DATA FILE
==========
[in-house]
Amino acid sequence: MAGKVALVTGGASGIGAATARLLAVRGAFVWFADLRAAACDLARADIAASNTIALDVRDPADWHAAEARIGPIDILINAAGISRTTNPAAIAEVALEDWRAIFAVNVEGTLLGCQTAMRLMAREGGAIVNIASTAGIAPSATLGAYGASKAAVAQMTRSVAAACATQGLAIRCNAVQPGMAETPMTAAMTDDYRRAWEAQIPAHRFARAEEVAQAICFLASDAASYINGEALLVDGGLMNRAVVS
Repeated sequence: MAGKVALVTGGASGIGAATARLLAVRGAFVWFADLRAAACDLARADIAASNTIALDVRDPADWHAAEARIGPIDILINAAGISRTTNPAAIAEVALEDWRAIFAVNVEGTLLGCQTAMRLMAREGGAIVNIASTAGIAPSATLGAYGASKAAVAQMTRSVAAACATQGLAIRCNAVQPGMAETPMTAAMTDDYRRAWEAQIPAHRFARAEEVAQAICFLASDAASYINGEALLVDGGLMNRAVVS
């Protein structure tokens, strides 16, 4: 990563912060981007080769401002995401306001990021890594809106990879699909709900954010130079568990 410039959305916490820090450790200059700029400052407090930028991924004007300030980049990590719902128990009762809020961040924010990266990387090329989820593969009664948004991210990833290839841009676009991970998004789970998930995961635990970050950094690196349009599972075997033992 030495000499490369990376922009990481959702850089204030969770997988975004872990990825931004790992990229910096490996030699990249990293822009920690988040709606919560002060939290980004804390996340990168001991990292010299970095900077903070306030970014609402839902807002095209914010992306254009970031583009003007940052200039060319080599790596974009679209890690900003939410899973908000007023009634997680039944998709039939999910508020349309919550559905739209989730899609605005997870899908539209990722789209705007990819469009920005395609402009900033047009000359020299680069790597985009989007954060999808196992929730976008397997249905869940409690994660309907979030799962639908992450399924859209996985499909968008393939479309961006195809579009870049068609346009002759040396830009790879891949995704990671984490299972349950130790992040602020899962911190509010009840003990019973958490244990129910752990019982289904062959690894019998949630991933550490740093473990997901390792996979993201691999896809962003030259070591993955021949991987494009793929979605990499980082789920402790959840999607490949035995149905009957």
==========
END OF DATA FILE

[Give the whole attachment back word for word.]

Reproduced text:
[in-house]
Amino acid sequence: MAGKVALVTGGASGIGAATARLLAVRGAFVWFADLRAAACDLARADIAASNTIALDVRDPADWHAAEARIGPIDILINAAGISRTTNPAAIAEVALEDWRAIFAVNVEGTLLGCQTAMRLMAREGGAIVNIASTAGIAPSATLGAYGASKAAVAQMTRSVAAACATQGLAIRCNAVQPGMAETPMTAAMTDDYRRAWEAQIPAHRFARAEEVAQAICFLASDAASYINGEALLVDGGLMNRAVVS
Repeated sequence: MAGKVALVTGGASGIGAATARLLAVRGAFVWFADLRAAACDLARADIAASNTIALDVRDPADWHAAEARIGPIDILINAAGISRTTNPAAIAEVALEDWRAIFAVNVEGTLLGCQTAMRLMAREGGAIVNIASTAGIAPSATLGAYGASKAAVAQMTRSVAAACATQGLAIRCNAVQPGMAETPMTAAMTDDYRRAWEAQIPAHRFARAEEVAQAICFLASDAASYINGEALLVDGGLMNRAVVS
């Protein structure tokens, strides 16, 4: 990563912060981007080769401002995401306001990021890594809106990879699909709900954010130079568990 410039959305916490820090450790200059700029400052407090930028991924004007300030980049990590719902128990009762809020961040924010990266990387090329989820593969009664948004991210990833290839841009676009991970998004789970998930995961635990970050950094690196349009599972075997033992 030495000499490369990376922009990481959702850089204030969770997988975004872990990825931004790992990229910096490996030699990249990293822009920690988040709606919560002060939290980004804390996340990168001991990292010299970095900077903070306030970014609402839902807002095209914010992306254009970031583009003007940052200039060319080599790596974009679209890690900003939410899973908000007023009634997680039944998709039939999910508020349309919550559905739209989730899609605005997870899908539209990722789209705007990819469009920005395609402009900033047009000359020299680069790597985009989007954060999808196992929730976008397997249905869940409690994660309907979030799962639908992450399924859209996985499909968008393939479309961006195809579009870049068609346009002759040396830009790879891949995704990671984490299972349950130790992040602020899962911190509010009840003990019973958490244990129910752990019982289904062959690894019998949630991933550490740093473990997901390792996979993201691999896809962003030259070591993955021949991987494009793929979605990499980082789920402790959840999607490949035995149905009957």